“Central Wyoming,” 1994-1998
“I thought, wow, I’m always getting out of the car to take, you know, serious pictures, but that’s not the way we see the outside world,” Forsman says. “It just hit me that we see most of the outside world through our car windows.”
His first thought was of the problems posed by the task of shooting out of a car window, like the reflections on the windows and the parts of the frame of the car that would get in the way of the shot. In the end, though, those liabilities became assets to the project, incorporated into an aesthetic that develops a deeply personal feel. It’s a technique he says he borrows from Dutch painter Jan Vermeer — a forced intimacy, a sense of voyeurism, of looking in on something so personal you were never meant to be able to see it.
“Early on, hitchhiking back East, I went into the National Gallery and I remember looking at the Vermeers and they just seemed like miracles to me, I kept leaving to go see more and I kept going back and back,” Forsman says. “Part of what I decided was special, besides the amazing skill and the beauty, was the intimacy of the pictures. Part of that intimacy came from the fact that, picture after picture, you would be behind something, the picture would be framed by a wall or a chair, there was something between you and the scene and sometimes you felt almost like a voyeur, like you’re looking in on something, like you’re peeking past a doorframe at these intimate scenes, but that kind of frame that moved the scene away from you, that gave you a first-person experience, it placed you there. … That was one of the things I thought of when I started Western Rider and it became terribly important to that picture that I utilize that frame in such a way you became aware of distinction between the intimate place where you were and that big expanse outside.”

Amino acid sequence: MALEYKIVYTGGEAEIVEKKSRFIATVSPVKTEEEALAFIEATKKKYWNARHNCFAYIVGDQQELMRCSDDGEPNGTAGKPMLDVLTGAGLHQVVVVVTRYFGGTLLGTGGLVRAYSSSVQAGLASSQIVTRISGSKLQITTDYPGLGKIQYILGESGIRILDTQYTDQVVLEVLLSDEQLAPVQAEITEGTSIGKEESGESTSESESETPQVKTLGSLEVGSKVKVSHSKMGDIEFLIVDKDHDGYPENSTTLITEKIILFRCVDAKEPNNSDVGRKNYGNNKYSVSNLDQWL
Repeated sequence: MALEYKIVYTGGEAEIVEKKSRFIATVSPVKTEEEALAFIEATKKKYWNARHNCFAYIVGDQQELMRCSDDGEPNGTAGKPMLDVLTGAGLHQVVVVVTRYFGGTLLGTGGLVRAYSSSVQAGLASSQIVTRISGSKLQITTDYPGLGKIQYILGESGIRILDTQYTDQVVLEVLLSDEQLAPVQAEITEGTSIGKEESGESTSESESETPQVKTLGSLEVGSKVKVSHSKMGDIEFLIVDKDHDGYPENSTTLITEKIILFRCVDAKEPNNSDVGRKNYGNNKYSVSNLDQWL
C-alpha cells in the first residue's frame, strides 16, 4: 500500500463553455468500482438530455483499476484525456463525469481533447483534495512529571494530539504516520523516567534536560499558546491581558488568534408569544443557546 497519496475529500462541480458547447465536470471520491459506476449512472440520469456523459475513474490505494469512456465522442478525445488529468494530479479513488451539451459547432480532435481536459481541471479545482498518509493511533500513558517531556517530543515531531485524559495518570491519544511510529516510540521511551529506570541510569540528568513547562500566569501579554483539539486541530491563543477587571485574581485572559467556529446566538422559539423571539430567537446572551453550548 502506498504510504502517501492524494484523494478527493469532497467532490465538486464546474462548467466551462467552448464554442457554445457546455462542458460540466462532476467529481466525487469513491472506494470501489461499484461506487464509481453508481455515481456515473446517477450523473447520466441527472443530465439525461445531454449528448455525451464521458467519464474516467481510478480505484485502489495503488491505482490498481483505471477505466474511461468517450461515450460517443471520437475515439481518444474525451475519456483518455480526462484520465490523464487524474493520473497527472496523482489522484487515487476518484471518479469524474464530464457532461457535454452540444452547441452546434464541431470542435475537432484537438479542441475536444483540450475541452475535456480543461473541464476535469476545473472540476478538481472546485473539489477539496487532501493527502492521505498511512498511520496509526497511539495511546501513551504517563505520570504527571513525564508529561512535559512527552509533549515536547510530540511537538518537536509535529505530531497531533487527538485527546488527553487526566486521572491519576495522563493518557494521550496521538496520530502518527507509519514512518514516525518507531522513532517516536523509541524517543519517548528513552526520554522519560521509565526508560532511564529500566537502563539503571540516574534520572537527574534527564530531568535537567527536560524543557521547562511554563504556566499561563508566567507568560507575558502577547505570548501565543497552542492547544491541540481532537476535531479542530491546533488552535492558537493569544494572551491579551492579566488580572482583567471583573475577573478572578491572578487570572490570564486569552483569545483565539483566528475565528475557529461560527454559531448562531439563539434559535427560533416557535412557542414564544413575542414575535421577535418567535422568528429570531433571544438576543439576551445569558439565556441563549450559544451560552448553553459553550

The viewer is literally immersed in a scene that by rights is the property of only one: the view of a driver.
In Caffeine Medley, as hung in the gallery, a nine-image collection of photos shot while driving at night, with the moon and the clouds, the headlights and taillights of his car and the others on the highway dancing across the film, the viewer’s perspective is defined by the shape of the headlights that cut out across the pavement. There’s no mistaking that this is a shot taken behind the driver’s wheel — or, more precisely, from a bean-bag on the dashboard, which Forsman used to stabilize the camera while keeping the shutter open for a long exposure.
“It occurred to me that when you drive at night, it’s quite a different experience of when you’re in a car, you are, you’re very aware I think, particularly in the American West where we have these vast spaces, we are hurtling along in a tiny capsule, it’s very intimate,” he says. “You are aware that you are this miniscule item in this vast space around you, and that in itself is something quite wonderful.”
While Forsman’s paintings are meticulously, slowly created, sometimes over years and through repeated visits to locations and multiple drawings and photographs of that place to, as he says, try to work out and think about what’s going on, the photographs are the product of only moments.